A proposal to expand the ”chemical tax” would, if enacted, impose the tax on sales and transactions between foreign companies and individual consumers in Sweden. The proposal would have an effective date of 1 October 2020.
The Swedish chemical tax applies with regard to certain electronical products and ”white goods,” and is imposed on any business that manufactures ”in-scope goods” in Sweden or that brings and imports in-scope goods into Sweden from elsewhere (in the European Union or or from outside the EU). There is an option to register as a warehouser (lagerhållare) that may shift the responsibility for chemical tax liabiltiy further down the supply chain. However, in-scope goods delivered from a foreign country directly to a private individual in Sweden are currently exempt from the chemical tax.
Proposed expanded scope of chemical tax on electronical products and white goods
The proposed change would remove the exemption for in-scope goods sold directly to Swedish customers (business-to-consumer (B2C)). The aim of the proposal would be to address possible distortion of competition between Swedish and foreign companies. The expansion would affect foreign companies that sell in-scope goods to Swedish consumers.
Within the EU, the chemcial tax would be due only when the company’s sale of in-scope goods exceeds SEK 100,000 during the present or previous year.
”Intermediate companies” might be affected by the expanded scope if:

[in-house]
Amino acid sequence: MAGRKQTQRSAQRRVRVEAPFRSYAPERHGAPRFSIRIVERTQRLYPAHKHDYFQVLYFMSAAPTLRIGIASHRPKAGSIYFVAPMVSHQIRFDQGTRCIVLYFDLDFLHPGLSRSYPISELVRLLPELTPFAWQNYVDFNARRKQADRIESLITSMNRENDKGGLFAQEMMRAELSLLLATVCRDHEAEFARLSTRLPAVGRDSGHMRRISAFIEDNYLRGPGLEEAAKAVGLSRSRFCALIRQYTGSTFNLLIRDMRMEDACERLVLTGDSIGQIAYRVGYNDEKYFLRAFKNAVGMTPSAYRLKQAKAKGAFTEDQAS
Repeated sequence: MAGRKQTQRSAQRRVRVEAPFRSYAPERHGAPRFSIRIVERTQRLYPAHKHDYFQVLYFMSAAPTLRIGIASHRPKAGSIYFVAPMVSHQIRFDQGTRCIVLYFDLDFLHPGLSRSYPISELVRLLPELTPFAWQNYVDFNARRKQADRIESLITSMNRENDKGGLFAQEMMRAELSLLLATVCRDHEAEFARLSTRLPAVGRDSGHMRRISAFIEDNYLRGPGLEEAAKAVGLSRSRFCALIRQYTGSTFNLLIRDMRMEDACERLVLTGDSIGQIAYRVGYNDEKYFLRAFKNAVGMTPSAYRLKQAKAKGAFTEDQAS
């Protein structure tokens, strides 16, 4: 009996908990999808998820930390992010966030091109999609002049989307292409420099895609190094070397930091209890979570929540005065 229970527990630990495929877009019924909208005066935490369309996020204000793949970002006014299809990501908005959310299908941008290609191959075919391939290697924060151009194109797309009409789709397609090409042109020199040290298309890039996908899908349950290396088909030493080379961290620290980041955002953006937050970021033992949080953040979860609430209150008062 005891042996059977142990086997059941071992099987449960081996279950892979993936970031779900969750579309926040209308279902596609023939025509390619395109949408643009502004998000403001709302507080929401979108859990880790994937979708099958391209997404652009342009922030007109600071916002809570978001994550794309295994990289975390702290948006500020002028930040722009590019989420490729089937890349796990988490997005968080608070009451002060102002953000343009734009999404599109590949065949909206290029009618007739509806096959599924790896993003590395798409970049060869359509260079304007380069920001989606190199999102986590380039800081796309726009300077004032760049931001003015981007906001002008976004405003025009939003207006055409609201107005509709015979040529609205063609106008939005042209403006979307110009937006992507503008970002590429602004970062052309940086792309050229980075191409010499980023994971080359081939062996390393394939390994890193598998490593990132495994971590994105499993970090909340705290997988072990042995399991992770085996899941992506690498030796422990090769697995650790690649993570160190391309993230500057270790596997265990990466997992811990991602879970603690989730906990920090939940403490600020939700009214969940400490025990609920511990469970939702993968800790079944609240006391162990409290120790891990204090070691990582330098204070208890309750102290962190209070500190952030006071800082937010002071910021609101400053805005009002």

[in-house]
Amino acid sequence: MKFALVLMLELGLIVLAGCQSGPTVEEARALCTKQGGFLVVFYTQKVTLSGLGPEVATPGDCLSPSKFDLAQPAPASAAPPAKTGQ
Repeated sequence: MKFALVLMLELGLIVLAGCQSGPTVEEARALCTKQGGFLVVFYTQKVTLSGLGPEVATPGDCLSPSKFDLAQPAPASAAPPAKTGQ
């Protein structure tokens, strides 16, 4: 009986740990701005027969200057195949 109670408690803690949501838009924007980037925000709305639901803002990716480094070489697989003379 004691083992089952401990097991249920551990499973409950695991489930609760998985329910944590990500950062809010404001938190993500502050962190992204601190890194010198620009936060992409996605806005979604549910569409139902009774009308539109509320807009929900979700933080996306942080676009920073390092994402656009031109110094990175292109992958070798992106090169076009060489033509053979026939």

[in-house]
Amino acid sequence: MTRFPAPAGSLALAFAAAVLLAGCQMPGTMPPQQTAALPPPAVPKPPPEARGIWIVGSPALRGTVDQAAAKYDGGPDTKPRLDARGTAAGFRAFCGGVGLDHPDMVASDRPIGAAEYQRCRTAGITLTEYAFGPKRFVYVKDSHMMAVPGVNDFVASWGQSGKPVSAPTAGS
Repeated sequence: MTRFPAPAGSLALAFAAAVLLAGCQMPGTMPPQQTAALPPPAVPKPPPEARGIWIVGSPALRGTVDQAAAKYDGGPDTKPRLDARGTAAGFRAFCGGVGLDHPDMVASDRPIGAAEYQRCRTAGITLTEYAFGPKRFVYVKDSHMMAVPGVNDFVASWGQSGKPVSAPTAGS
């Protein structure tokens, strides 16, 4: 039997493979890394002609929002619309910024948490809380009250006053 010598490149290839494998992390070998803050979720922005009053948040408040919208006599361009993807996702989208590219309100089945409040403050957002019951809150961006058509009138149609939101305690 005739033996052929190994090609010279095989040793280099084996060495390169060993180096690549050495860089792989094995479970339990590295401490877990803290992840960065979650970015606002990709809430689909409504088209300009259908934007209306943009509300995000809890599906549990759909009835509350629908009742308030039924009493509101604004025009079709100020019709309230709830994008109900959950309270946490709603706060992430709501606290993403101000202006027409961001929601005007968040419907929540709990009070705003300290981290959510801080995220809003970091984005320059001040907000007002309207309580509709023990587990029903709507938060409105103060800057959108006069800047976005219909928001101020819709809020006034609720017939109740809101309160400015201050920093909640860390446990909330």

Typical intermediate companies are those that allow for purchases directly from a foreign company via an app or a webpage. Price comparison webpages or search engines that do not offer any actual sales without completing the sale via a webpage would not be deemed to be intermediate companies, nor would parties that act only as intermediates regarding the actual payment between sellers and buyers.
The proposal would allow companies to register as a registered EU-merchant (registrerad EU-handlare) in order to report the tax on a monthly basis rather than five days after the date of delivery of in-scope goods.
The chemical tax was criticized by certain businesses when the tax was first implemented, and some companies moved their storage abroad in order to claim the exemption. Entities consulted on the proposed expansion have agreed that the chemical tax rules need to treat foreign companies equally as they do Swedish companies. There are still those that question the tax, and assert that this type of tax (or any ”green tax”) must be addressed on the EU level. Foreign companies that sell electronical products or white goods to Swedish customers need to consider this planned expansion of the tax.
For more information, contact a KPMG tax professional in Sweden:
Joachim Broberg | +46 8 723 97 82 | email@example.com
Josefin Knutsson | +46 8 723 94 96 | firstname.lastname@example.org
Read an April 2020 report prepared by the KPMG member firm in Sweden
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